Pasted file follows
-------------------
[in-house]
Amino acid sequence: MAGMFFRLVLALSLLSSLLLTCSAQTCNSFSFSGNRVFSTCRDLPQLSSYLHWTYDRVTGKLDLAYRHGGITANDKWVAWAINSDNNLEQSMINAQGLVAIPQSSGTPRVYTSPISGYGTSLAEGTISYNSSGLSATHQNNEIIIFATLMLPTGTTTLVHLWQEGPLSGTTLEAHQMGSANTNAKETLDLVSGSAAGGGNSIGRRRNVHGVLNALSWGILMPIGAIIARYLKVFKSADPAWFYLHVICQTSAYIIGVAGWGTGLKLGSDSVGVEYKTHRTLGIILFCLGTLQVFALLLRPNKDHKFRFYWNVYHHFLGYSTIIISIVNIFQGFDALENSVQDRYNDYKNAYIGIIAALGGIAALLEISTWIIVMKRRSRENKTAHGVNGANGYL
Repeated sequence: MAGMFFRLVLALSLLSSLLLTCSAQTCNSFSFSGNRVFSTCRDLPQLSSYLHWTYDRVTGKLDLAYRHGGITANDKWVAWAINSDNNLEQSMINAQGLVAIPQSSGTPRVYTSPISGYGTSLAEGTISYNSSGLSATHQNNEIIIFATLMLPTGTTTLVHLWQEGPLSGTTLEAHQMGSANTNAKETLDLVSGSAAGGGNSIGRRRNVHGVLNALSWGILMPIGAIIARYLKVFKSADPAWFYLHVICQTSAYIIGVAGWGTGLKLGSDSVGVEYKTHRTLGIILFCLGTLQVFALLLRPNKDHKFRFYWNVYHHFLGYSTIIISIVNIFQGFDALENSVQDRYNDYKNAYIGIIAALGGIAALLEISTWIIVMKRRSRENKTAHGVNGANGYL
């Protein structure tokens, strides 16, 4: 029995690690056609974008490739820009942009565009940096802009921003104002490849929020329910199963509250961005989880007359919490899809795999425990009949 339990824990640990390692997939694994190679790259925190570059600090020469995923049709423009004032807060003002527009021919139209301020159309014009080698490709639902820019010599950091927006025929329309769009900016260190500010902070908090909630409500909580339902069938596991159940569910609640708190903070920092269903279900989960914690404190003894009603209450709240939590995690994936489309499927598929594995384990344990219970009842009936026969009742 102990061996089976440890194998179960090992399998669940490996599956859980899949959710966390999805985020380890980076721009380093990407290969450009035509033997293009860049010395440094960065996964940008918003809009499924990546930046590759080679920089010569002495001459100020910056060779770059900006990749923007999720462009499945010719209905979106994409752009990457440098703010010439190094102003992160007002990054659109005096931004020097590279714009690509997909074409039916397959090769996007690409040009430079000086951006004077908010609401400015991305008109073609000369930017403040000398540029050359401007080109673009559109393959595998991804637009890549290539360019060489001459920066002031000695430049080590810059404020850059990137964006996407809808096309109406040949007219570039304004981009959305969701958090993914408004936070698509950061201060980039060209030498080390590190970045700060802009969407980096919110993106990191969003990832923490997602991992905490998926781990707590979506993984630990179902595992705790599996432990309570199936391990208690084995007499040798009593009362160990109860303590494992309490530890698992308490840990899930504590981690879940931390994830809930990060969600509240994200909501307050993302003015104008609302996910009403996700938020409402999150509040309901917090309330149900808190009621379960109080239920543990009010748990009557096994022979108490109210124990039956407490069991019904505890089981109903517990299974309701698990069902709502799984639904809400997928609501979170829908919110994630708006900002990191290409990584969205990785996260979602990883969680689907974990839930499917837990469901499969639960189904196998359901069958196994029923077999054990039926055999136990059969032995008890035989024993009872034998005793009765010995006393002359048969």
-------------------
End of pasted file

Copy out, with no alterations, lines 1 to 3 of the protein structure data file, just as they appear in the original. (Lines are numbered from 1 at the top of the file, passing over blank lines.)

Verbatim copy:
[in-house]
Amino acid sequence: MAGMFFRLVLALSLLSSLLLTCSAQTCNSFSFSGNRVFSTCRDLPQLSSYLHWTYDRVTGKLDLAYRHGGITANDKWVAWAINSDNNLEQSMINAQGLVAIPQSSGTPRVYTSPISGYGTSLAEGTISYNSSGLSATHQNNEIIIFATLMLPTGTTTLVHLWQEGPLSGTTLEAHQMGSANTNAKETLDLVSGSAAGGGNSIGRRRNVHGVLNALSWGILMPIGAIIARYLKVFKSADPAWFYLHVICQTSAYIIGVAGWGTGLKLGSDSVGVEYKTHRTLGIILFCLGTLQVFALLLRPNKDHKFRFYWNVYHHFLGYSTIIISIVNIFQGFDALENSVQDRYNDYKNAYIGIIAALGGIAALLEISTWIIVMKRRSRENKTAHGVNGANGYL
Repeated sequence: MAGMFFRLVLALSLLSSLLLTCSAQTCNSFSFSGNRVFSTCRDLPQLSSYLHWTYDRVTGKLDLAYRHGGITANDKWVAWAINSDNNLEQSMINAQGLVAIPQSSGTPRVYTSPISGYGTSLAEGTISYNSSGLSATHQNNEIIIFATLMLPTGTTTLVHLWQEGPLSGTTLEAHQMGSANTNAKETLDLVSGSAAGGGNSIGRRRNVHGVLNALSWGILMPIGAIIARYLKVFKSADPAWFYLHVICQTSAYIIGVAGWGTGLKLGSDSVGVEYKTHRTLGIILFCLGTLQVFALLLRPNKDHKFRFYWNVYHHFLGYSTIIISIVNIFQGFDALENSVQDRYNDYKNAYIGIIAALGGIAALLEISTWIIVMKRRSRENKTAHGVNGANGYL